At any rate, allow me to politely disagree with every cell of my being at the allusion of any festivity as the basis for us being more human and kind-hearted. After all, if you think about it, at any point during the year it is someone's time to celebrate, whether it be Hanukkah, Christmas, Kwanzaa, or Earth Day. So why let outside events dictate who and how you'll be, how you'll lead your team and when you will deal with a bad situation?

"Kindness is a language which the deaf can hear and the blind can see." -Mark Twain

And more importantly, where did we get the notion from that we have to be more humane during a common celebratory time? Why not behave humanely all year round?

"Be kind, for everyone you meet is fighting a harder battle."--Plato

A long time ago, while working for a large brokerage company, I attended a training where we all had to take part on role-play exercises. One person was the client the other the broker. Different scenarios played out for the entire team to see and evaluate. Scenario one: client wanted to understand his holdings and accounts and get some guidance on saving for his child's college. Scenario two: wife lost his husband and called to straighten out all of the brokerage accounts. Scenario three: son of a client was excited about opening his first account and wanted some educational help.

One thing immediately jumped out from all the scenarios. The tone. The broker's tone and inflexion when speaking with the widower was warmer and it addressed best the client's need. To which the trainer, arms up in the air, suddenly embodying an old Baptist minister & yelled out: "DOES SOMEBODY HAVE TO DIE FOR US TO BE EMPHATIC & KIND?"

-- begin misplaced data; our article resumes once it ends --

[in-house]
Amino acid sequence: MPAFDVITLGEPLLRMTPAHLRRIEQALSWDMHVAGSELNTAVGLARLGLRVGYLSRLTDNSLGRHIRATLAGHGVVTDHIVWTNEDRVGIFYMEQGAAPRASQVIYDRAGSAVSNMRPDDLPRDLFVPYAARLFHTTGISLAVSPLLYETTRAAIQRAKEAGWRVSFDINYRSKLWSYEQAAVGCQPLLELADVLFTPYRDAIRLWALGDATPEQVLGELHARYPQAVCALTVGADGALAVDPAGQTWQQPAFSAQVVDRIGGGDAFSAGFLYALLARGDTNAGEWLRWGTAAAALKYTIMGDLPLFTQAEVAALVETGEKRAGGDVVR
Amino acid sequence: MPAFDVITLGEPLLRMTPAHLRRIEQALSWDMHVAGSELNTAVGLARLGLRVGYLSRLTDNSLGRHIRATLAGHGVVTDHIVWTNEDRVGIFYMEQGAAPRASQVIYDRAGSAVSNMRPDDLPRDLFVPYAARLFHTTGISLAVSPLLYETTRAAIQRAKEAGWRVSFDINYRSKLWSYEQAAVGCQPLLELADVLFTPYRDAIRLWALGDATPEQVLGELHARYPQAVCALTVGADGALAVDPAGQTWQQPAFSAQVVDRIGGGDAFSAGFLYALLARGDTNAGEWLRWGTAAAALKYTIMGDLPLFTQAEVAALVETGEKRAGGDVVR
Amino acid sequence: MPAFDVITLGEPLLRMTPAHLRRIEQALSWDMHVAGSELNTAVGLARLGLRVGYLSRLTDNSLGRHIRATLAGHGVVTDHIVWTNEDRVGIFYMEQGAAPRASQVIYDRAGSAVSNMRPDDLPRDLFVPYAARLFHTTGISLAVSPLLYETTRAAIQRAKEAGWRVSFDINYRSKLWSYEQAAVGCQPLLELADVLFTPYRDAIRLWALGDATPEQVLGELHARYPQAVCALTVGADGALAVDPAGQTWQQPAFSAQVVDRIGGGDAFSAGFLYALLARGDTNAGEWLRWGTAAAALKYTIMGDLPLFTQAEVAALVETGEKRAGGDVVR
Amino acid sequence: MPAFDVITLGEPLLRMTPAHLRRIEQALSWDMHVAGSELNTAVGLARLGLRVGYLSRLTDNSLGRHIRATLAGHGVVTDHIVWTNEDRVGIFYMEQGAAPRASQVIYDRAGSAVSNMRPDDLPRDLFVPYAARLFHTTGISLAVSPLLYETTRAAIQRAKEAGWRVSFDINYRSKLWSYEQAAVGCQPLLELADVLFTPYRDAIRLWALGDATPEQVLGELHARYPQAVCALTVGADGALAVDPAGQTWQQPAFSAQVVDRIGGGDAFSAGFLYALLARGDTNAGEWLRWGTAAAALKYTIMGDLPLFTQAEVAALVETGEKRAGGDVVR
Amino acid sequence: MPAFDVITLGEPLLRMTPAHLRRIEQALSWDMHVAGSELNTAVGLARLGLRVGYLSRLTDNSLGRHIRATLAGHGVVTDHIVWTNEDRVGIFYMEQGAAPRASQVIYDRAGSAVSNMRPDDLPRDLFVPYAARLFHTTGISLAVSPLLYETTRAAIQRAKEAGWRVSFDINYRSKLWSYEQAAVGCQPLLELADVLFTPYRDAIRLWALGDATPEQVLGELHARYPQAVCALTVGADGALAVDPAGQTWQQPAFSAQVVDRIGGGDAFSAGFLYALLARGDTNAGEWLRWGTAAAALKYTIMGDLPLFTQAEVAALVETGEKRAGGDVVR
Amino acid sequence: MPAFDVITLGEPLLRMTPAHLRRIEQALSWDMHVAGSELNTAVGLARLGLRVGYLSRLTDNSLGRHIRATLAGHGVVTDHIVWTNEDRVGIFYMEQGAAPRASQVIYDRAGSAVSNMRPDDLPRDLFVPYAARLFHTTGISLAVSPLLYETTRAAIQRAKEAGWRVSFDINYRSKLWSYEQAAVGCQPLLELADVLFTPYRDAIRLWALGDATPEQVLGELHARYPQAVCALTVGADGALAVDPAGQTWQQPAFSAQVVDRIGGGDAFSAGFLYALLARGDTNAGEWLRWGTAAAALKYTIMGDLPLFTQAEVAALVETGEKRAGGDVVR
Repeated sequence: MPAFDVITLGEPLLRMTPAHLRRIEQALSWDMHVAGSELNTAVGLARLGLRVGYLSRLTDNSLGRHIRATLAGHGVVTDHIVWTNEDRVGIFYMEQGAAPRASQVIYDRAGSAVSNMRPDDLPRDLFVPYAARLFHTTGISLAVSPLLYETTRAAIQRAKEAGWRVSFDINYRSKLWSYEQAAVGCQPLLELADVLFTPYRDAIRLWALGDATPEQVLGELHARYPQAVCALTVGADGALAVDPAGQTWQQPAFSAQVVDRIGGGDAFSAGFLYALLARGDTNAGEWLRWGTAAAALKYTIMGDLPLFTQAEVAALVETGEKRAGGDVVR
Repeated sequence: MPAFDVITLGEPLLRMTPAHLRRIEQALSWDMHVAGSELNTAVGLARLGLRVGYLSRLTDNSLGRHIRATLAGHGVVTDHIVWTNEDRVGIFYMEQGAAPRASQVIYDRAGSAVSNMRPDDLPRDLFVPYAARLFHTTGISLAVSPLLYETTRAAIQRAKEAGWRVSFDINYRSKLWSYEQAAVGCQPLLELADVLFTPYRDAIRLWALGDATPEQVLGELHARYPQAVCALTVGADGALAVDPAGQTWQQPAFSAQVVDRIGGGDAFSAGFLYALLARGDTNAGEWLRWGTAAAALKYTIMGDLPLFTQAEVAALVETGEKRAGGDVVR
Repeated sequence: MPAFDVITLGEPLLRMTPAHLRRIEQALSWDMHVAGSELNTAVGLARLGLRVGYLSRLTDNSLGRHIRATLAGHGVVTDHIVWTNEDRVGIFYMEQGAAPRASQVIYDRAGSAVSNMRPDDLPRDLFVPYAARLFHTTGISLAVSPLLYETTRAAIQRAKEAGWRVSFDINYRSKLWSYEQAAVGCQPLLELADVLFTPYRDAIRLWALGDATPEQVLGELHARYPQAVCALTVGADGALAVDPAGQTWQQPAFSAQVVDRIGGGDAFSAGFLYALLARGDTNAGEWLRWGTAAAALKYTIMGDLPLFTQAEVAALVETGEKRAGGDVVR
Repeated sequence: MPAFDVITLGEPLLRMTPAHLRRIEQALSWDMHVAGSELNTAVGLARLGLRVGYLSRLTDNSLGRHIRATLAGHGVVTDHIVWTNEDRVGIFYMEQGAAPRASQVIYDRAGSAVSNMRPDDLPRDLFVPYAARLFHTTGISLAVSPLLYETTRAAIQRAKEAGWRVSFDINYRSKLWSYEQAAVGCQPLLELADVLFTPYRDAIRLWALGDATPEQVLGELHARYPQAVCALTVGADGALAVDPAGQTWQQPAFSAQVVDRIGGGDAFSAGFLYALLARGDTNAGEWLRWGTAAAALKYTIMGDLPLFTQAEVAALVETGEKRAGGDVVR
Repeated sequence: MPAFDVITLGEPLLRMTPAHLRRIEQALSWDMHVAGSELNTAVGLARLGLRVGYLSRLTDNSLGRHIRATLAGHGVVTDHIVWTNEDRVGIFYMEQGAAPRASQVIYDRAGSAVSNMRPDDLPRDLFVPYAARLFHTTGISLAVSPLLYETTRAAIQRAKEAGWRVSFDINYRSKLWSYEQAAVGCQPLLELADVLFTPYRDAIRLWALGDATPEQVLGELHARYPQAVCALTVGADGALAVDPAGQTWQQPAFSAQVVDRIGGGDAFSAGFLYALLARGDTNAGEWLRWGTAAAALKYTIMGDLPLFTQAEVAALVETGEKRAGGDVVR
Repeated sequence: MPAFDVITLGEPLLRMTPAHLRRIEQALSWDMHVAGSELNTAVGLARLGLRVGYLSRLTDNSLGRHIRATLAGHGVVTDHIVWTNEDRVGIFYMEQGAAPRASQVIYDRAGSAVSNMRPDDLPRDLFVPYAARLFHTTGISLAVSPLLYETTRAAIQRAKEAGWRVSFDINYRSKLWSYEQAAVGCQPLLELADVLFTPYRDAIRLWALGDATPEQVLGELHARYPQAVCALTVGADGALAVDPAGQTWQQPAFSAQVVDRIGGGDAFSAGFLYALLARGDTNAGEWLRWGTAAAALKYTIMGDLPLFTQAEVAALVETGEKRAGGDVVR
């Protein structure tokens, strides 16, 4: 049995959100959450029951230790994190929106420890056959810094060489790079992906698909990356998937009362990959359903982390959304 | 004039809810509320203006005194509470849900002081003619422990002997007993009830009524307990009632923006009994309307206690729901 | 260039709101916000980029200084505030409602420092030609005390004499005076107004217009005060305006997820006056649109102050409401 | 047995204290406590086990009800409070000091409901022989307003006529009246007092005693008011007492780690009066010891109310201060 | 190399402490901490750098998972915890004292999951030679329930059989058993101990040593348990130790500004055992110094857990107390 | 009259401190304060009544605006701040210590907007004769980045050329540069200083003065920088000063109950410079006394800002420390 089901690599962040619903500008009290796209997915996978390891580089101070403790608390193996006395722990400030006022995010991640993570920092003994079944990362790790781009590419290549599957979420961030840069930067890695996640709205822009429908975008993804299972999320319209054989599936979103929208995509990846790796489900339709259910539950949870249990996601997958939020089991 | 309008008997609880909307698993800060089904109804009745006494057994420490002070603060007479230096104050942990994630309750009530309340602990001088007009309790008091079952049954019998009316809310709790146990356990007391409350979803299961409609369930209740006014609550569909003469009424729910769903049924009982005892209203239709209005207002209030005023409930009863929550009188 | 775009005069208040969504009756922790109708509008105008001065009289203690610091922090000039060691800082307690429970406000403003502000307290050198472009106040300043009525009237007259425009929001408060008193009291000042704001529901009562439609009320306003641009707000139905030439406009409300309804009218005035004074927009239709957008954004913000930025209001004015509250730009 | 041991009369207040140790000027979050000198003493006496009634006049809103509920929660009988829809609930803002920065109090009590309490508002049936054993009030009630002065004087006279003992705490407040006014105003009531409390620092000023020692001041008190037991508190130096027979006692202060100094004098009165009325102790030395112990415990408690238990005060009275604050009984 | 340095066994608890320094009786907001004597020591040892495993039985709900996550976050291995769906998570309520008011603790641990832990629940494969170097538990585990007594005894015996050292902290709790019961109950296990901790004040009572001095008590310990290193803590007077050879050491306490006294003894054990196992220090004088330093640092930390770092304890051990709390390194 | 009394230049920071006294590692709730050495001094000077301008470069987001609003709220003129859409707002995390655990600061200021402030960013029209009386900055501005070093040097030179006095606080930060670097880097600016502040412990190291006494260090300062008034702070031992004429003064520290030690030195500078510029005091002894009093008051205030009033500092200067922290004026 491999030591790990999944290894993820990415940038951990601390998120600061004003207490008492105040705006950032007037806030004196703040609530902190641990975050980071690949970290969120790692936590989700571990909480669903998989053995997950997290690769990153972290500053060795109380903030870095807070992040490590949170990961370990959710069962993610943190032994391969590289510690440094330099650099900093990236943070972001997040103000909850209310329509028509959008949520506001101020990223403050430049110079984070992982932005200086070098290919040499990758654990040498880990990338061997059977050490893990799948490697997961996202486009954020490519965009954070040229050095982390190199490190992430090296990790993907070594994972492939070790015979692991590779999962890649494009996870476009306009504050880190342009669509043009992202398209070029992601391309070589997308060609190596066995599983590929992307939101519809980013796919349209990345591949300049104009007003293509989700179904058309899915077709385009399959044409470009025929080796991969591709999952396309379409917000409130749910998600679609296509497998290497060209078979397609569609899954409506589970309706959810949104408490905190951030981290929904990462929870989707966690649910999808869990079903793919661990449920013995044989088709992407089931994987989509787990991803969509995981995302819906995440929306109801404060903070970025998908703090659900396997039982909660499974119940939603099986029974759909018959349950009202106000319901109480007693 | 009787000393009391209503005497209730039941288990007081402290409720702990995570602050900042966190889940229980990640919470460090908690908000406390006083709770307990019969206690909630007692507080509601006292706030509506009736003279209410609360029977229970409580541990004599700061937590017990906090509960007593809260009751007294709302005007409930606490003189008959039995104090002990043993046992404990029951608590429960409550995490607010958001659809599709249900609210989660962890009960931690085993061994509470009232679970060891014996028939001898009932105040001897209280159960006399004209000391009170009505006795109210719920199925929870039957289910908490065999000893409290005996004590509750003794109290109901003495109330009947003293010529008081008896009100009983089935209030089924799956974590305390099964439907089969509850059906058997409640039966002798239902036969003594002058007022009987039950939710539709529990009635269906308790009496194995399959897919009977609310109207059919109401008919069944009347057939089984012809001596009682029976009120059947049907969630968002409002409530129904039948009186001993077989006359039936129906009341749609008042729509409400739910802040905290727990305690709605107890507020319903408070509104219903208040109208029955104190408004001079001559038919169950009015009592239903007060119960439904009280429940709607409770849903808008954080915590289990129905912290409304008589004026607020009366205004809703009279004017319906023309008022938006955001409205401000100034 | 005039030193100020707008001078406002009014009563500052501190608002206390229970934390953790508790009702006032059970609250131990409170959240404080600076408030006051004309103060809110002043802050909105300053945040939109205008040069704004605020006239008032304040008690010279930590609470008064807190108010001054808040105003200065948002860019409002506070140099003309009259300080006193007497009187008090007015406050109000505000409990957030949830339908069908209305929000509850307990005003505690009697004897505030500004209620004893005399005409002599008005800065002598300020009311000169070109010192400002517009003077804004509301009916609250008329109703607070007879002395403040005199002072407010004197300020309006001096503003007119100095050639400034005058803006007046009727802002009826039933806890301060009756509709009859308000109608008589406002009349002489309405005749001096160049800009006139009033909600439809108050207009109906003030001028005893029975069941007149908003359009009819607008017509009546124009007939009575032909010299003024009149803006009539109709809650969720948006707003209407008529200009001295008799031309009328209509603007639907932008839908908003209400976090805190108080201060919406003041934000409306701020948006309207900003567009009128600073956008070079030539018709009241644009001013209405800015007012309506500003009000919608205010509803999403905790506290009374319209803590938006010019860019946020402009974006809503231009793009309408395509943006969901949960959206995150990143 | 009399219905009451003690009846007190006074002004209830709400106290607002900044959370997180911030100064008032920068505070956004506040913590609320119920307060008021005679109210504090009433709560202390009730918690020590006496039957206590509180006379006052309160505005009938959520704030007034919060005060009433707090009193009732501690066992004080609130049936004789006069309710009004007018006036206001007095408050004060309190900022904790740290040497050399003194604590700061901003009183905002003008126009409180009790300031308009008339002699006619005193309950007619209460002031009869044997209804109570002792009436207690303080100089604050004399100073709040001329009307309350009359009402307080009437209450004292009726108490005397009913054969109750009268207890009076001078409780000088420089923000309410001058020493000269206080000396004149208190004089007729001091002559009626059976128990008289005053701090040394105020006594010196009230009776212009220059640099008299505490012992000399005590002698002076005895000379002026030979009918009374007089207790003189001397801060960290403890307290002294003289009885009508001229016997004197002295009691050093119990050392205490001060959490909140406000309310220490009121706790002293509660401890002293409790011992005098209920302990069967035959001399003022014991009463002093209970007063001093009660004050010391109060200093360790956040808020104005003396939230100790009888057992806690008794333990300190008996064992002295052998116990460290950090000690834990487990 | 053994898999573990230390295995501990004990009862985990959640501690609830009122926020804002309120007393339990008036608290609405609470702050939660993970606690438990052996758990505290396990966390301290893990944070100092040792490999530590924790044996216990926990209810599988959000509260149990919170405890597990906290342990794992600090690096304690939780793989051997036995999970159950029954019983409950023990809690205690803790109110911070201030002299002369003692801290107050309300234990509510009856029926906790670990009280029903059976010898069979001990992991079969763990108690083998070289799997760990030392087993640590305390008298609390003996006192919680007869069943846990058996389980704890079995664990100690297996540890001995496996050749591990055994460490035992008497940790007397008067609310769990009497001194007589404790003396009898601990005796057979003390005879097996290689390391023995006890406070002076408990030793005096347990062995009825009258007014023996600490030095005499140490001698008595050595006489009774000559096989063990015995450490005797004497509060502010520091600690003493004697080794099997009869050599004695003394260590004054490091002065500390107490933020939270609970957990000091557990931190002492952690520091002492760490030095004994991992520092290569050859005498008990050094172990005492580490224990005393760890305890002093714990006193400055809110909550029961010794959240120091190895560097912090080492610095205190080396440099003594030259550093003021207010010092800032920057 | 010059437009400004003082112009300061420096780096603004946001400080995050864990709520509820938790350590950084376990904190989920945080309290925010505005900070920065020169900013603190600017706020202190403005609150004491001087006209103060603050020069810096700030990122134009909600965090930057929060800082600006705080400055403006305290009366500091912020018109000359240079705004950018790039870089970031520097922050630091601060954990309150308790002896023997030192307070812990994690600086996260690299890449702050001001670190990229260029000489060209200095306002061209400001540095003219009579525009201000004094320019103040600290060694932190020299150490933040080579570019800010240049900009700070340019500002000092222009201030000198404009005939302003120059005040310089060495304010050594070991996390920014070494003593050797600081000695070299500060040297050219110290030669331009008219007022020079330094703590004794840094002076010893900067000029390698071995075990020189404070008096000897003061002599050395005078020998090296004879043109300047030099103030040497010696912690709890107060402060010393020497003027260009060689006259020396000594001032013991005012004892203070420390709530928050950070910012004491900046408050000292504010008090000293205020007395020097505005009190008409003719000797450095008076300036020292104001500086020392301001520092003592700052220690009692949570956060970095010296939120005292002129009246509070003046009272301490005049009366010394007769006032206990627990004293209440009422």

That always stuck with me. A death is a sad, sad thing and it requires a special touch...but then again, don't we all go through small deaths and meaningful successes, rebirths if you will, through our days that we wish others were more in tune to?

Here are some simple practical applications for your work place:

  • Listen & ask questions
  • Be genuinely interested
  • Drop your crown-- if you go get yourself something to drink or eat offer to bring it to somebody else as well.
  • Offer to help someone who is in a bind or a tight deadline
  • Bring someone their favorite snack and put it on their desk without them knowing
  • Give that sincere compliment you've been meaning to for a while
  • Criticize behind closed doors
  • Take an interest in learning more about who the people you work with are
  • Avoid gossip, or anything that might be perceived as such
  • Have an accountability partner, someone whose feedback you trust
  • Be a mentor
  • Cultivate good motives in everything you do

As you carry on with your week, please remind yourself that tuning into your soft skills does not equal you becoming weak or wimpy. Au contraire, mon ami: ""Tenderness and kindness are not signs of weakness and despair but manifestations of strenght and resolution." --Kahlil Gibran.

With these ideas in place watch your metrics be outstanding, your productivity soar and your deadlines be advance.